In 1959, The Sound of Music premiered on Broadway. It quickly became a hit and in 1965 was turned into the famous film with Julie Andrews. But did you know that this singing family has a relationship with the torpedo?

The Von Trapp family is not known for their military history but rather for their famous escape of Nazi occupied Austria. What the movie leaves out is the fact that Maria did not actually bring the gift of song into the Von Trapp household. The children already had a love of singing from their mother, Agatha Whitehead Von Trapp. The Von Trapp’s have multiple ties to Navy life. Not only was Georg Von Trapp (the father) in the Austrian Navy serving aboard submarines, Agatha is the granddaughter of Robert Whitehead – the inventor of the modern torpedo. In fact, most of the wealth that belonged to the Von Trapp family before the war was from sales of the Whitehead Torpedo. But who was Robert Whitehead?

Robert Whitehead

Robert Whitehead was born in 1823 in Bolton, England. At fourteen, he left school to become an apprentice to an engineer. He would spend several years attending Manchester’s Mechanics Institute. In 1844, Whitehead left for France and would later start his own business in Milan. By the 1850’s his work with marine steam engines allowed him to have successful businesses throughout Europe. This success attracted the Austrian government, who asked him to develop a new weapon for marine ships. Austrian Captain Giovanni Luppis enlisted the help of Whitehead to develop a weapon that could damage another vessel from a far distance. Their invention became the first self-propelled torpedo and would become the starting point for all future designs.

In 1866, the first experimental model was ready. Propelled by a two cylinder, compressed-air engine, the model could travel 200 yards at a speed of 6 ½ knots. By 1868, Whitehead had refined his design and offered two versions of his torpedo for sale – an 11-foot, 8-inch model and a 14-foot model. The United States Navy described the torpedo in an 1898 manual in the following manner:

The Whitehead Torpedo consists of a cylindrical air-flask to which is attached an ogival head and a conical after-body, bearing the tail. The head contains the explosive charge, for use in action, or fresh-water ballast for use in exercise; the air-flask contains compressed air, the motive power of the torpedo; the after-body contains the engine and the controlling mechanism; and in the tail, are the propellers and the rudder. Air is compressed in the air-flask to a pressure of 1350 lbs. per sq. in., or ninety atmospheres, approximately, and the torpedo is launched from a tube, above or below the water-line, by air or gun-powder impulse. The air-flask is of heavy forged steel; the other parts of the shell of the torpedo are of thin sheet steel, strengthened at various points by strengthening-rings and at the joints by stout joint-rings. The interior parts are generally of bronze, with a few easily accessible parts of steel.[1]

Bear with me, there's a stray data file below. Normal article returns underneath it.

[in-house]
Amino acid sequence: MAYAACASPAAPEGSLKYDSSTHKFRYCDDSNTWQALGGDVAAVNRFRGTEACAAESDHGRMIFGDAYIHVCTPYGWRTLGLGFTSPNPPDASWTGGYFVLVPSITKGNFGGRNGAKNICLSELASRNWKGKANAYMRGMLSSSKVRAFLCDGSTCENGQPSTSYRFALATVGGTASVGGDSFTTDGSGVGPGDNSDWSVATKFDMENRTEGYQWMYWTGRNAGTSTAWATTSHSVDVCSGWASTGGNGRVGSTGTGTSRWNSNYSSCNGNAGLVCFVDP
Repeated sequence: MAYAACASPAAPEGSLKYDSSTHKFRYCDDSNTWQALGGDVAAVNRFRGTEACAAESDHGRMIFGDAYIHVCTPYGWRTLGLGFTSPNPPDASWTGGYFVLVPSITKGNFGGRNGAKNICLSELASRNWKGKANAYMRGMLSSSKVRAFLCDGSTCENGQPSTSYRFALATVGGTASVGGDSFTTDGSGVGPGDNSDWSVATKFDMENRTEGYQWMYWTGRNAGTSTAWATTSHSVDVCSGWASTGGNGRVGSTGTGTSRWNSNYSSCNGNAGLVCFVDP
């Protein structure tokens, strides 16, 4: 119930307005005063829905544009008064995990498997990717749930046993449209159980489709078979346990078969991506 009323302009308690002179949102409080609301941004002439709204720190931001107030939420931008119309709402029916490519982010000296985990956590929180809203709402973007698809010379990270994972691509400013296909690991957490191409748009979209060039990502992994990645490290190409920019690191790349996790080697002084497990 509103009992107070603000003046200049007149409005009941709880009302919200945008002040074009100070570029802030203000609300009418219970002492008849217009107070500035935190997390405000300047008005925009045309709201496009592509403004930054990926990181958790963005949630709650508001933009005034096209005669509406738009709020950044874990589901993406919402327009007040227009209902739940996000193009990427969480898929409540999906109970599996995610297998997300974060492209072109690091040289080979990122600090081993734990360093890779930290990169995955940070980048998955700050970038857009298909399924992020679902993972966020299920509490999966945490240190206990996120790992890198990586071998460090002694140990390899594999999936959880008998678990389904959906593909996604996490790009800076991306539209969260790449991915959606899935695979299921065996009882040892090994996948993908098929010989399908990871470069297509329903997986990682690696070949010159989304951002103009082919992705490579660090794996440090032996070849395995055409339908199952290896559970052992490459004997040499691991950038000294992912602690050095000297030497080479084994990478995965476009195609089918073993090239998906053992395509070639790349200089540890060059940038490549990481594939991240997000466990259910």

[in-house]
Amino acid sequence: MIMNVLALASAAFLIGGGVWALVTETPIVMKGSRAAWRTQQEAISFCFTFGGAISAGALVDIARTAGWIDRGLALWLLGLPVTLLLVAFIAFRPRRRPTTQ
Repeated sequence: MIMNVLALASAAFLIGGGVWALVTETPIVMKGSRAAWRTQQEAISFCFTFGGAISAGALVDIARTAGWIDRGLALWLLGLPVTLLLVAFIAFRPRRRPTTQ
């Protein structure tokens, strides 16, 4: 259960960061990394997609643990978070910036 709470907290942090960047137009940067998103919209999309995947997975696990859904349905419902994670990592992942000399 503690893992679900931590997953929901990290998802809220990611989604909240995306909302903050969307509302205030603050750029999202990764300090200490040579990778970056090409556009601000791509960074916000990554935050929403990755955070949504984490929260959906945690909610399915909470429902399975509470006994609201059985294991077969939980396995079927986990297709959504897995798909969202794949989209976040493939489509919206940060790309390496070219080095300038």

Figure 2

A war-head.
B air-flask.
B’ immersion-chamber.
CC’ after-body.
C engine-room.
DDDD drain-holes.
E shaft-tube.
F steering-engine.
G bevel-gear box.
H depth-index.
I tail.
K charging and stop-valves.
L. locking-gear.
M engine bed-plate.
P primer-case.
R rudder.
S steering-rod tube.
T guide-stud.
UU propellers.
V valve-group.
W war-nose.
Z strengthening-band.

The Austrian Navy was the first to place and order for the torpedo. While Austria purchased the manufacturing rights in 1869, Whitehead negotiated a contract which allowed him to continue selling his torpedo to other countries. By 1881, Britain, Russia, France, Germany, Denmark, Italy, Greece, Portugal, Argentina, and Belgium had purchased Whitehead torpedoes. In 1877, he introduced the MK2, an improved version of his MK1 models that traveled faster and further. The MK2 had speeds of 27-28 knots, but the larger 16 ½ foot model was twice the speed compared to its 11-foot model. At first, the United States tried to develop their own torpedo before buying the Whitehead. In 1892, the Whitehead torpedo joined the U.S. Navy after the E.W. Bliss Company secured manufacturing rights. Five types of models were purchased – MK 1, MK 2, and MK 3 units in multiple sizes. All models featured three-cylinder engines and a gyroscope to control the larger models. The gyroscope was used in the later models solved the issue with course correction that was seen in the MK 1 model. The gyroscope was patented by Ludwig Obry. Whitehead bought the rights to the gyroscope in 1896 to use in his torpedoes. Between 1896 and 1904, the Bliss Company produced 300 Whitehead torpedoes. Whiteheads made up most of the torpedo arsenal for the U.S. Navy until 1910. The MK 3 was still being used in WWI and the last known use of a Whitehead torpedo was in WWII.

Robert Whitehead died in 1905, leaving a small fortune to his family. By the time of his death, new innovations lead to the MK 5. A hot running torpedo, the MK 5 used an air heater and a four-cylinder reciprocating engine. The heat allowed the Whitehead torpedo to run 4000 yards at 27 knots. What Whitehead accomplished in such a short time was rarely seen. The Whitehead torpedo set the primary design of today’s modern torpedoes. While his great-grandchildren are remembered for their singing, Whitehead should also be remembered for the important place he holds in Naval history. A MK 3 Whitehead torpedo is currently on display at the museum.